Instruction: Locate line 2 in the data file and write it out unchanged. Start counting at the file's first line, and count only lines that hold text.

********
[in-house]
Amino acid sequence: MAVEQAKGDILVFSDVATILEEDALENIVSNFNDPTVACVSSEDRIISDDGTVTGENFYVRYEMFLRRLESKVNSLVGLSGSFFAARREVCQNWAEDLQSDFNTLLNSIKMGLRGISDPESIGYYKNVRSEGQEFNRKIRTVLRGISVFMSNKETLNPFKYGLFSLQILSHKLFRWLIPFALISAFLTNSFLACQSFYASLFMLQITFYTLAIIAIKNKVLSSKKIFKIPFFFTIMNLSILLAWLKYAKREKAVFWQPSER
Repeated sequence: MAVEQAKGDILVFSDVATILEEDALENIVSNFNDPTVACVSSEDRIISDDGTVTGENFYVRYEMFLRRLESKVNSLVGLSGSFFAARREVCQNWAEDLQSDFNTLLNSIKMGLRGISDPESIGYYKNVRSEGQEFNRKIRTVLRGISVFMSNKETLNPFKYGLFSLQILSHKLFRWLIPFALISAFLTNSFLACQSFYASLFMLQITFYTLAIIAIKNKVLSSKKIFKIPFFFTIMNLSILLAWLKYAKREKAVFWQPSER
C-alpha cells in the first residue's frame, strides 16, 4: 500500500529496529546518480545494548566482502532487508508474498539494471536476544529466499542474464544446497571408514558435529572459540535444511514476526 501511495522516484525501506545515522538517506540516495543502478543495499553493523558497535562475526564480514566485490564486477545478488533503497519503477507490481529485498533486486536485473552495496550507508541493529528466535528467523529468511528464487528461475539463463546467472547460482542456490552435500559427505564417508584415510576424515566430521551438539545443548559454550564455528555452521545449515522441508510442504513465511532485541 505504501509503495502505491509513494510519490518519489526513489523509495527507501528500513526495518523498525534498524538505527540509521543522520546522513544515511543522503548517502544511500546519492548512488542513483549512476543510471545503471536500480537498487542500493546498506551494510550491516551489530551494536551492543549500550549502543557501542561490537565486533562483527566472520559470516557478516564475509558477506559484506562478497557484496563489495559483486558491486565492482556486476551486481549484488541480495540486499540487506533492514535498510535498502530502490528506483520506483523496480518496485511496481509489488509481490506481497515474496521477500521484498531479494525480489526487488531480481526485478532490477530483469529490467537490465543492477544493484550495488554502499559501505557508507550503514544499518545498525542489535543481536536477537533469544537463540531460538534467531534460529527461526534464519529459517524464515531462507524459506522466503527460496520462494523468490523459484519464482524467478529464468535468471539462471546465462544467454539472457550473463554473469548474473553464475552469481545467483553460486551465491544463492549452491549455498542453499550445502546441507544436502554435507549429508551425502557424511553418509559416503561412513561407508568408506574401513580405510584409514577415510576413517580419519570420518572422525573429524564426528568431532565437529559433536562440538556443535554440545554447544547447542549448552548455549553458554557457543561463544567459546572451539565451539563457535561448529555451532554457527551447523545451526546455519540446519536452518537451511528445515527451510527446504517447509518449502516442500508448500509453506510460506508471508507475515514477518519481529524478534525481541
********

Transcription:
Amino acid sequence: MAVEQAKGDILVFSDVATILEEDALENIVSNFNDPTVACVSSEDRIISDDGTVTGENFYVRYEMFLRRLESKVNSLVGLSGSFFAARREVCQNWAEDLQSDFNTLLNSIKMGLRGISDPESIGYYKNVRSEGQEFNRKIRTVLRGISVFMSNKETLNPFKYGLFSLQILSHKLFRWLIPFALISAFLTNSFLACQSFYASLFMLQITFYTLAIIAIKNKVLSSKKIFKIPFFFTIMNLSILLAWLKYAKREKAVFWQPSER